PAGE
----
Monday, May 18, 2009

First Novels

According the conventional wisdom, everyone has at least one novel inside waiting to come out. Whether everyone has the words, perseverance, or even the desire to get that story on paper is another issue altogether. Quite often, though, I've encountered first novels that are beautiful, powerful works of literature. All of us wonder what Harper Lee might have written if she's ventured beyond To Kill a Mockingbird. Surely we would have snatched up Margaret Mitchell's sequel to Gone with the Wind, had she not had that untimely death.

Even for those who go on to produce many other novels, the first one may be rich, despite inexperience with the form, because writers let it roll around in their heads before they finally get the courage or the motivation to get it down on paper.

Kathyrn Stockett's first novel The Help tells the story of black maids and their white employers during the turbulent 1960's. While her white protagonist Skeeter may be only partly autobiographical, Stockett's leaves little doubt in her epilogue that her own experiences with her own family's maid Demetric compelled her to write the story. She admits uncertainty about her ability to speak authentically from the point of view of her other two narrators, Aibileen and Minny, but she felt the story was important to tell.

She even admits in her last pages that in spite of her editor's fact checker, she included a few details anachronistically. She inserts a reference to Dylan's The Times, They are a'Changin'," despite knowing it wasn't released until a year after the events in the book because it wasn't central to the plot but reinforced a point for her characters.

While I grew up in a Southern family that certainly never had full-time help, my mother occasionally employed an ironing lady. (Having grown up despising ironing in a time when even sheets weren't permaprest, that was one of Mama's rare indulgences. Since she was raising five daughters, the ironing pile was a constant.) The most colorful of these employees I remember was Frankie Lee, who drank huge glass-bottled Pepsis for lunch and watched the soaps as she worked.

Our family's relationship with African-Americans wasn't quite stereotypical in the South either. At one point, to supplement his preacher's income (back in the day when preacher's didn't bring home the big bucks, at least not in untelevised congregations), Dad built spec houses with a partner. One of these houses, a tidy one-story ranch, was built on one of the few vacant lots in an older, established neighborhood. The residents around the building site, many quite content for the lot to stay vacant, began spreading rumors about what just might happen if "the wrong kind of people" bought the house. Getting wind of the rumors, Daddy convinced the woman who ironed for us and a young black college student who attended the Christian Student Center where Daddy served as campus minister to ride over with him to the house and pose as potential home buyers at a time when the neighbors were more likely to be home to see. They all had a big laugh when they got back in the car.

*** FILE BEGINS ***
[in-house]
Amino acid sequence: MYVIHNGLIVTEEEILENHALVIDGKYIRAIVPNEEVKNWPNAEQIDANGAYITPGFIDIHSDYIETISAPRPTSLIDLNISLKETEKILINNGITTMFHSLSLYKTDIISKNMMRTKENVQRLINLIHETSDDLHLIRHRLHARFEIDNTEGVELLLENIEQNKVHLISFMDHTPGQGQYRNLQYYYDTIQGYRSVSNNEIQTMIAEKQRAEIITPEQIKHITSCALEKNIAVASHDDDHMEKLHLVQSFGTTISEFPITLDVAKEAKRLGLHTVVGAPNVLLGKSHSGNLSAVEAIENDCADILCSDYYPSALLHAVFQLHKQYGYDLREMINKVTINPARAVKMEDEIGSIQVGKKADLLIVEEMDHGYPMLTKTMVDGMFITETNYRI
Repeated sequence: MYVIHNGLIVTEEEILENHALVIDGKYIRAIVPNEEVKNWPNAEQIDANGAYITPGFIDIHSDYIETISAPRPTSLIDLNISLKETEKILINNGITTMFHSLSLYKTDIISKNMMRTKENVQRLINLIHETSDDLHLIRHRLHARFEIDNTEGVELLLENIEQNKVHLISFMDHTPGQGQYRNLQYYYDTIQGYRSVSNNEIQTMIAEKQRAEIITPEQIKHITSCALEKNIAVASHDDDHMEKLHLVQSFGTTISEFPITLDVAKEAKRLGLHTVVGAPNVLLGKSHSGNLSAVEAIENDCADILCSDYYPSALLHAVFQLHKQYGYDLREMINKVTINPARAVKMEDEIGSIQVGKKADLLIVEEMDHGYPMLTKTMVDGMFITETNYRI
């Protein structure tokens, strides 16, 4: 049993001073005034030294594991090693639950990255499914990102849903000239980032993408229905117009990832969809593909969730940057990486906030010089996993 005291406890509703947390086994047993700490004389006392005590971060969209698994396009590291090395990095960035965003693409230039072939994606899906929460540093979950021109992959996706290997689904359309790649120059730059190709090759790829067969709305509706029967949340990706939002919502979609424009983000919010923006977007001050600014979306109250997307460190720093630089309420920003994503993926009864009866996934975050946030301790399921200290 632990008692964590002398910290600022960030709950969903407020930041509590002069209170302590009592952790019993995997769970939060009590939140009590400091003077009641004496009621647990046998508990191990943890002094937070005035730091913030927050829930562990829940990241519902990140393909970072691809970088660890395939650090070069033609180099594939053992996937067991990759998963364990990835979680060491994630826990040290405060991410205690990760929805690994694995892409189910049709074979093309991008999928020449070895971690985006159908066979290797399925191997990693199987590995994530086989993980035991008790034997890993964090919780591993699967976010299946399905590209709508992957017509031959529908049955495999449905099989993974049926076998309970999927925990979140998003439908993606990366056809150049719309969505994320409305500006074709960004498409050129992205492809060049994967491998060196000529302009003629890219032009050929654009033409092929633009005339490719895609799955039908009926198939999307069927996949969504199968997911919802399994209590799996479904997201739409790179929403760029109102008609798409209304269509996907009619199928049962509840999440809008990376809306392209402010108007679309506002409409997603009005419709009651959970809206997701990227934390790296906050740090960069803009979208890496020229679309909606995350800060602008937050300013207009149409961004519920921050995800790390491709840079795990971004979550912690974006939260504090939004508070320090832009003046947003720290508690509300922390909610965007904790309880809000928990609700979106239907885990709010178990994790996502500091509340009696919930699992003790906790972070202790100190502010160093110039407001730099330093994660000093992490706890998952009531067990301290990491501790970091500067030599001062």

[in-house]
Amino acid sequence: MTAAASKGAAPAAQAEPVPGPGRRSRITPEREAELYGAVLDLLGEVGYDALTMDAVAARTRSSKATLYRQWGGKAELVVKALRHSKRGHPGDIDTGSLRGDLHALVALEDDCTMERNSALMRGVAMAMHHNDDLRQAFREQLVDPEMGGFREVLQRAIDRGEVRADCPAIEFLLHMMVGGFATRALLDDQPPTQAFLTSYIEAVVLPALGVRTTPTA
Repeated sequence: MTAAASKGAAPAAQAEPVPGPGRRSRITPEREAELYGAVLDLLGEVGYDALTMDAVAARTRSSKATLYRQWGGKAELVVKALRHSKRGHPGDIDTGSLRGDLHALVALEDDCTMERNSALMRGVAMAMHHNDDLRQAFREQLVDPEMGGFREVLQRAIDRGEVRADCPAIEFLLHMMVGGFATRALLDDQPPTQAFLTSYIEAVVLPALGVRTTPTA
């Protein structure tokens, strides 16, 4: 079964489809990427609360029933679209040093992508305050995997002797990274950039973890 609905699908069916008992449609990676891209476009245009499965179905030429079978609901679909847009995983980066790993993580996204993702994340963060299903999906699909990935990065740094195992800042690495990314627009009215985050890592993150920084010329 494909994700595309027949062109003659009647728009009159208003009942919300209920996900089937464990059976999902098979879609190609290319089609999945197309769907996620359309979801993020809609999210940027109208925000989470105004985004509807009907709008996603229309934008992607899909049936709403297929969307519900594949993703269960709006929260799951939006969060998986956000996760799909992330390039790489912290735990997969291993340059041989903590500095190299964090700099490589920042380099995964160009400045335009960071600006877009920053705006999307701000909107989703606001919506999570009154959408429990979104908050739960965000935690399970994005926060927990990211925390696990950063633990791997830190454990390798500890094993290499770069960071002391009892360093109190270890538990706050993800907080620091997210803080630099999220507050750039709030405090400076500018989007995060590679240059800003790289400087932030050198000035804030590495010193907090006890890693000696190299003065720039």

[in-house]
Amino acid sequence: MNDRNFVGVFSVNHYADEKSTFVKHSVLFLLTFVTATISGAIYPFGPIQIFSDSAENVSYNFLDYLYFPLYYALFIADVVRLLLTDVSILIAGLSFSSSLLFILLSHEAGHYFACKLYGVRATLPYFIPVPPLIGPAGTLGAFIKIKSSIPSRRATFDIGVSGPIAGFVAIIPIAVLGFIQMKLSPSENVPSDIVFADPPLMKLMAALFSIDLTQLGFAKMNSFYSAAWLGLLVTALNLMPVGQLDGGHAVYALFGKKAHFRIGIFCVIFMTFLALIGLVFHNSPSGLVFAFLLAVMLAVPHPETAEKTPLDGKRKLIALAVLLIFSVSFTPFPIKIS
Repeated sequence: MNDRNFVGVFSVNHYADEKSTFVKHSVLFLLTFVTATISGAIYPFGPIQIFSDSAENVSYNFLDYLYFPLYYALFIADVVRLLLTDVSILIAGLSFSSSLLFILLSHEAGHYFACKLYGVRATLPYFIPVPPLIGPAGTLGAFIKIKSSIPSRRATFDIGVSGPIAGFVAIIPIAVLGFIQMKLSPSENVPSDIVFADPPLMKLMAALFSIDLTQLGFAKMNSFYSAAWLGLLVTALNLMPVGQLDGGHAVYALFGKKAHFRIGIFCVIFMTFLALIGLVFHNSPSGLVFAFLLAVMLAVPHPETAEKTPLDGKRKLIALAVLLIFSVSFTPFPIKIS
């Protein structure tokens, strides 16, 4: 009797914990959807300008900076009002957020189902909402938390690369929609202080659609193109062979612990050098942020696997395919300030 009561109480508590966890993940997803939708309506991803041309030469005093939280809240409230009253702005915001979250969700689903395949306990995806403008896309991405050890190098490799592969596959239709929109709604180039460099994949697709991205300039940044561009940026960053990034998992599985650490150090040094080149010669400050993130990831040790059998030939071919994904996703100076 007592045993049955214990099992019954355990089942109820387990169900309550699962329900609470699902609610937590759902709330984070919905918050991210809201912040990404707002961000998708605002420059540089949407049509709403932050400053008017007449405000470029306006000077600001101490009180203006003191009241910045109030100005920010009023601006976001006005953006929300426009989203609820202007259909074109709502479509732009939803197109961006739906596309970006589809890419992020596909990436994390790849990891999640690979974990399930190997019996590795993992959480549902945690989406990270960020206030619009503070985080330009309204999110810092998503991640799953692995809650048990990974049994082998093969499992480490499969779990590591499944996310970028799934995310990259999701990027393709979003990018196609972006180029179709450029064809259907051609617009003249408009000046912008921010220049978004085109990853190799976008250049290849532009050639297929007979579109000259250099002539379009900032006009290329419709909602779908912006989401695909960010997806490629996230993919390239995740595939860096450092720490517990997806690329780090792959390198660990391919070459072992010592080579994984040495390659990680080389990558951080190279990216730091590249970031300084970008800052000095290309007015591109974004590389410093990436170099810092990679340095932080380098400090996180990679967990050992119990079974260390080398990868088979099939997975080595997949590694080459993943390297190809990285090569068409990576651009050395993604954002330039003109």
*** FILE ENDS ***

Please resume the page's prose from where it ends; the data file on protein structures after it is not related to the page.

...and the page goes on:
Stockett also describes the quandary of being from Mississippi (and by extension for me, Alabama): It's all right for us to complain about our home state, but we just dare an outsider to do so. And while the social climate still has a long way to go in some areas, the times, they are a changin'.


Bruce Niedt said...

Thanks for visiting my blog, Nancy! I like yours too. I just read an excellent debut novel, Sweetsmoke by David Fuller. It's set in the Civil War South, and the main character is a plantation slave who tries to solve the murder of a close friend. It's an interesting blend of historical fiction and mystery with strong characterizations and sense of place.

Candy said...

I was referred to your blog by my former high school English teacher, now friend, Sandy Young. I had Sandy for Senior English thirty years ago and we have recently struck up a friendship by reconnecting on Facebook. I thoroughly enjoyed reading your blog, and I look forward to future posts. I, too, am an avid reader and have recently embraced the world of ebooks, having received a Kindle 2 for Mother's Day. Thank you so much for enriching my day!

Frank 'n' Sandy said...

You know I'm always looking for books to read, so I'll add this one to my list. Sounds great and gives me ideas for a post for my blog. Can't wait to see you in June, cuz!

Glenda C. Beall said...

I grew up in south Georgia in the sixties and I can appreciate the ironing lady. My mother hated to iron and when we didn't have an ironing lady, I was the ironing lady. I had four older brothers and every Saturday morning, I ironed their jeans.
Life in the south during the sixties makes for good writing material. Sadly, some of it is not considered "politically correct" in today's world, but the truth is still the truth.